On Sunday, July 21, rising senior Ziyah Holman ran the third leg of Team USA’s 4x400-meter relay as they broke the 15-year old world record with a time of 3:24.04. They won the Under-20 Pan American Championships in San José, Costa Rica by approximately 60 meters and shaved nearly 3 seconds off the previous world record!
While each athlete was used to running anchor for her respective team, they settled into their assigned roles to execute a race that was incredible to watch. With a wide gap opened by the time Ziyah received the baton, she ran the 400 meters alone. Without nearby competitors to push her, she had to rely upon her training and her determination. She lifted the baton high for the final pass of the race, made the clean handoff, staggered, and collapsed onto the infield grass. Within the 50-odd seconds it took teammate Kayla Davis to cross the finish line, Ziyah was on her feet ready to receive her with open arms.
Draped in the American flag with a gold medal on her chest beside teammates Alexis Holmes, Kimberly Harris, and Kayla Davis, Ziyah explained the winning attitudes of the relay team. She said, “Everyone came into the race with a positive mindset and was very supportive of each other. I’m speechless and I’m so proud of everyone.”
Less than one month before, Ziyah Holman had charged up DC’s Battery Kemble hill through wet grass, arms pumping as the grade reached nearly 30%, just as the sun crested the treeline during training. Sprint coach William Miezan stood halfway up the hill, stopwatch in hand, cheering and challenging Ziyah through the early-morning training session. She ran the hill seven times before heading for 15 laps up the brutal Exorcist Steps in Georgetown. Yet by 9:30 a.m., Ziyah was on our High School campus to help host high-achieving middle school students from underserved areas as part of the Higher Achievement Program. Fresh off winning the distinction of DC Gatorade Player of the Year for Track and Field for the second time—an award that honors academic achievement, exemplary character, and her athletic accomplishments—Ziyah has continued to live these values daily.
Her mother Rashida Holman-Jones couldn’t be more proud. She said, “This achievement was so much more than just the relay win. GDS continues to strengthen Ziyah and her ability to advocate for herself, set goals, and work hard.”
In the dozen days of postseason prior, Ziyah broke records, won awards, and set a personal best of 52.12 in the 400-meter. Her Pan American Championships official split—with the relay running start—was 51.41, meaning she could certainly have broken the 52:00 mark on Sunday. The team’s finish time of 3:24.04 ranks in the top 30 of the fastest times ever run by any foursome of women of any age in the history of track and field.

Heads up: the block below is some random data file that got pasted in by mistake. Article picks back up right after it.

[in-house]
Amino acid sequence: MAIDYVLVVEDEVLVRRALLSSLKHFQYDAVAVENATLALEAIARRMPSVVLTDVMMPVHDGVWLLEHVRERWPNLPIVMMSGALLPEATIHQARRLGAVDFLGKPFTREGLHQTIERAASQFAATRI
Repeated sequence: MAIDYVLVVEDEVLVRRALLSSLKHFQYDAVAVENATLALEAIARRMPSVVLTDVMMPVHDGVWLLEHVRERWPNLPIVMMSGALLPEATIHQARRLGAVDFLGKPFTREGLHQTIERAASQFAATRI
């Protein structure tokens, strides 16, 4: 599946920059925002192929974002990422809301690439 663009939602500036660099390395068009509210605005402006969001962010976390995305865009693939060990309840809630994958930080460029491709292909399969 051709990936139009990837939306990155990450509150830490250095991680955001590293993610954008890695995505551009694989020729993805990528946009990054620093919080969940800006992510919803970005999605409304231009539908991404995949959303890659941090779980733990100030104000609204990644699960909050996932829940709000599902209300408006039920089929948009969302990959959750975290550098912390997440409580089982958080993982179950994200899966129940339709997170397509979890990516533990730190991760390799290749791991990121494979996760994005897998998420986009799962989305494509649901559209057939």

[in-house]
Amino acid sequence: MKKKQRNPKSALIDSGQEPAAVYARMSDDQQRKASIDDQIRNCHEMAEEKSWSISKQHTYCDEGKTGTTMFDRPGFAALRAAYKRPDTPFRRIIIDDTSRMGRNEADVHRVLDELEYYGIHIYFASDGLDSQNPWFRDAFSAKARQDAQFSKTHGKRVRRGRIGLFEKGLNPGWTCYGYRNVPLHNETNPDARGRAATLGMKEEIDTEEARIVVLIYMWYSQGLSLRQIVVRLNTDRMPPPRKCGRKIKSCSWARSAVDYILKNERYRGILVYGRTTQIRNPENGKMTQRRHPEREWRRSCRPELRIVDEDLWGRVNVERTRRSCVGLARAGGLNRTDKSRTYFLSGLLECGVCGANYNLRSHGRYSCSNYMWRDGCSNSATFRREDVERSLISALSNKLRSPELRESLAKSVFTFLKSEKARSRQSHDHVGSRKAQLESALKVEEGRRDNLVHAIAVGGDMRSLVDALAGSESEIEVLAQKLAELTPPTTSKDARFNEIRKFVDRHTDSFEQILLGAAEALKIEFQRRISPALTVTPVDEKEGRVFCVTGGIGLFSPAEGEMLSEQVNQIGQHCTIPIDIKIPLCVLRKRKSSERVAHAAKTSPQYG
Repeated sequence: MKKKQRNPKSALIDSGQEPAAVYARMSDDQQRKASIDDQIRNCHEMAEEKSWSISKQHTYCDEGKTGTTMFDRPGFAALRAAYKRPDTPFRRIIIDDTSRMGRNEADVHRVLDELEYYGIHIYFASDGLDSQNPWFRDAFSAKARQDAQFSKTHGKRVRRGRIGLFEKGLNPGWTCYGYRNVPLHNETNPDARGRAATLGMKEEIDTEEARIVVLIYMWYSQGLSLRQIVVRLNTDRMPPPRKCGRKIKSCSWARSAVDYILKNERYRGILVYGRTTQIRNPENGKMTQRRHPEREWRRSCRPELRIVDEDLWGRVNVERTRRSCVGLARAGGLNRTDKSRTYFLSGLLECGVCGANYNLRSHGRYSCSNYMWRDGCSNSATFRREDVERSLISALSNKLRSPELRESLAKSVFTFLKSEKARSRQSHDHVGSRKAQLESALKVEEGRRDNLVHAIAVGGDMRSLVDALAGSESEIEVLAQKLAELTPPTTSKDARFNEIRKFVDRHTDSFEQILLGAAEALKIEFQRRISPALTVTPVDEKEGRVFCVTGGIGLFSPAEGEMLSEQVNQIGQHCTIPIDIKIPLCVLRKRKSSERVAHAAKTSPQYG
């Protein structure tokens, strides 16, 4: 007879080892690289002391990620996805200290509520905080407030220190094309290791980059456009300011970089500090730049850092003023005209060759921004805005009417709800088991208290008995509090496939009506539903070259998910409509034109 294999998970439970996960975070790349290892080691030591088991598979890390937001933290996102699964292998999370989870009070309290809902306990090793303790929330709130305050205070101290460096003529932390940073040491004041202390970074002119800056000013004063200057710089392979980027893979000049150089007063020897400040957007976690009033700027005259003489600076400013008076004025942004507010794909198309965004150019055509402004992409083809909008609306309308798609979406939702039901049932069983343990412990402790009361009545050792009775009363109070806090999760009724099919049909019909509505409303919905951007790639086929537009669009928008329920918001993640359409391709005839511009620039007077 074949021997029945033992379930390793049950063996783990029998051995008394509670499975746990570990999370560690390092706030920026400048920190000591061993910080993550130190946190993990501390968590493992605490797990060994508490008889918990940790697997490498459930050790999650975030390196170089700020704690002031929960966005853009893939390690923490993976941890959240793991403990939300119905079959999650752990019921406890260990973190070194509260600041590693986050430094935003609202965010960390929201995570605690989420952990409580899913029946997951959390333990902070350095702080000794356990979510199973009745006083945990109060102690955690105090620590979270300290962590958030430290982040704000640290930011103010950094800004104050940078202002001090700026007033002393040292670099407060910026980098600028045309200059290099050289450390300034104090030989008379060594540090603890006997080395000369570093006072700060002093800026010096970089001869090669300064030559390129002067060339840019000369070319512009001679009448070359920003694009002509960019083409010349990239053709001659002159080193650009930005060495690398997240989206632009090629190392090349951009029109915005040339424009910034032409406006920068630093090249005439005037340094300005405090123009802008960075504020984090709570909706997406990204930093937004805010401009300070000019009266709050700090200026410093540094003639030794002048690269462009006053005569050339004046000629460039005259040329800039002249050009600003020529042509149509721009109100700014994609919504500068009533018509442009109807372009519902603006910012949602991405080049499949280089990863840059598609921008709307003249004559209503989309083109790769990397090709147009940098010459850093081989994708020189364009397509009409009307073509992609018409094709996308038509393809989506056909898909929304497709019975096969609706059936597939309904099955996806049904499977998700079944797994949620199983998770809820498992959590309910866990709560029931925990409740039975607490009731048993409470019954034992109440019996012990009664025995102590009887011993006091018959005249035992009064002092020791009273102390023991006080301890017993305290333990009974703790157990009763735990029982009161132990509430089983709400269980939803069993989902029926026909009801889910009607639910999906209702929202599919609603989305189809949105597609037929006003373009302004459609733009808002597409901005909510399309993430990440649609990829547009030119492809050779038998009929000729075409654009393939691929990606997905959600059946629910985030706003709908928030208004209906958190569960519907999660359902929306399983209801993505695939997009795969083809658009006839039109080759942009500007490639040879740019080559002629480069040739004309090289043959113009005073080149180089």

“Ziyah, what a joy it was to watch you representing your country, your school, your family and yourself!!!” wrote head coach Anthony Belber within minutes of their record-setting performance. Anthony was glued to the event livestream from DC, sending words of encouragement and guidance in the days leading up to the race as well as race updates to the GDS coaching staff. “Words escape me when it comes to expressing just how proud we all are of you. You ‘Run Good!’”
“Congratulations!” William added. “You did it. We are so proud of you. I can't wait to see and hug you.”
Rashida said, “Anthony and William, along with the dynamic assistant coaches, have given so much to Ziyah off and on the track. From the words of encouragement and sprint analysis from Anthony, to William's morning and evening training, they prepared Ziyah for success. She has continued to mention the level of optimism shown by GDS track coaches. She believed she could do it, not because she is fast and strong; but more so because her coaches told her she would and if she didn't it was just fine. She worked hard and that was all that was required.”
Assistant running coach Mark Berenson delightedly said: "So Ziyah, what did you do for your summer vacation?" "I set a world record."
“Wish I could have been there to witness it!” said assistant sprint coach Kyra Caldwell.
Assistant running coach Matt Simonson ’04 immediately sent a screenshot from the livestream of a joyful Ziyah cheesing for the camera after the race. “This photo [see photo 3] expresses how I feel. So proud of you!!!!”
Traveling to the event separately from Ziyah for the first time, Rashida was understandably nervous. “I realized this was the real training GDS provided. She knew how to represent herself and navigate through the complexity of this experience. I am beyond proud of her and thankful for all of the support GDS continues to provide. She is truly GDS Strong!”